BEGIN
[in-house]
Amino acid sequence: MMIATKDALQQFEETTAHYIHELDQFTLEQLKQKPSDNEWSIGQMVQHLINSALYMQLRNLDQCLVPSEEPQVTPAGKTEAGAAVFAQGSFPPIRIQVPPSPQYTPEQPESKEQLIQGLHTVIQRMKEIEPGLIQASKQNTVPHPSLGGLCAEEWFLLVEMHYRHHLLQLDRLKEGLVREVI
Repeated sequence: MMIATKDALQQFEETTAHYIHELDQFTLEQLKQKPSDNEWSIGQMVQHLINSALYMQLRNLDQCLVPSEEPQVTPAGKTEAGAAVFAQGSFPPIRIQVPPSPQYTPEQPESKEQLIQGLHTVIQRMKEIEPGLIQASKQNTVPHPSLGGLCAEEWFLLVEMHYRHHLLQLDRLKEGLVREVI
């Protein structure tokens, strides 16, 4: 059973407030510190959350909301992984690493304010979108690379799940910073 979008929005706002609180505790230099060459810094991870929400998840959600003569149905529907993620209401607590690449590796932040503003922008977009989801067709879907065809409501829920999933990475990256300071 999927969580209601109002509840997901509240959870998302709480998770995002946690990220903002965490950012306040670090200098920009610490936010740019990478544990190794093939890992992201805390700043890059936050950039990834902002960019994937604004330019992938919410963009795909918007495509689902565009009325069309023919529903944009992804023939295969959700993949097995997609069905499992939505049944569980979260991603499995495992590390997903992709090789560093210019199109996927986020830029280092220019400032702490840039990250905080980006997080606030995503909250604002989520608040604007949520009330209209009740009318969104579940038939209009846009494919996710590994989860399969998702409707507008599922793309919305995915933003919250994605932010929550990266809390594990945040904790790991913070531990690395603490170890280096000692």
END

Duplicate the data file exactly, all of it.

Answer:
[in-house]
Amino acid sequence: MMIATKDALQQFEETTAHYIHELDQFTLEQLKQKPSDNEWSIGQMVQHLINSALYMQLRNLDQCLVPSEEPQVTPAGKTEAGAAVFAQGSFPPIRIQVPPSPQYTPEQPESKEQLIQGLHTVIQRMKEIEPGLIQASKQNTVPHPSLGGLCAEEWFLLVEMHYRHHLLQLDRLKEGLVREVI
Repeated sequence: MMIATKDALQQFEETTAHYIHELDQFTLEQLKQKPSDNEWSIGQMVQHLINSALYMQLRNLDQCLVPSEEPQVTPAGKTEAGAAVFAQGSFPPIRIQVPPSPQYTPEQPESKEQLIQGLHTVIQRMKEIEPGLIQASKQNTVPHPSLGGLCAEEWFLLVEMHYRHHLLQLDRLKEGLVREVI
């Protein structure tokens, strides 16, 4: 059973407030510190959350909301992984690493304010979108690379799940910073 979008929005706002609180505790230099060459810094991870929400998840959600003569149905529907993620209401607590690449590796932040503003922008977009989801067709879907065809409501829920999933990475990256300071 999927969580209601109002509840997901509240959870998302709480998770995002946690990220903002965490950012306040670090200098920009610490936010740019990478544990190794093939890992992201805390700043890059936050950039990834902002960019994937604004330019992938919410963009795909918007495509689902565009009325069309023919529903944009992804023939295969959700993949097995997609069905499992939505049944569980979260991603499995495992590390997903992709090789560093210019199109996927986020830029280092220019400032702490840039990250905080980006997080606030995503909250604002989520608040604007949520009330209209009740009318969104579940038939209009846009494919996710590994989860399969998702409707507008599922793309919305995915933003919250994605932010929550990266809390594990945040904790790991913070531990690395603490170890280096000692």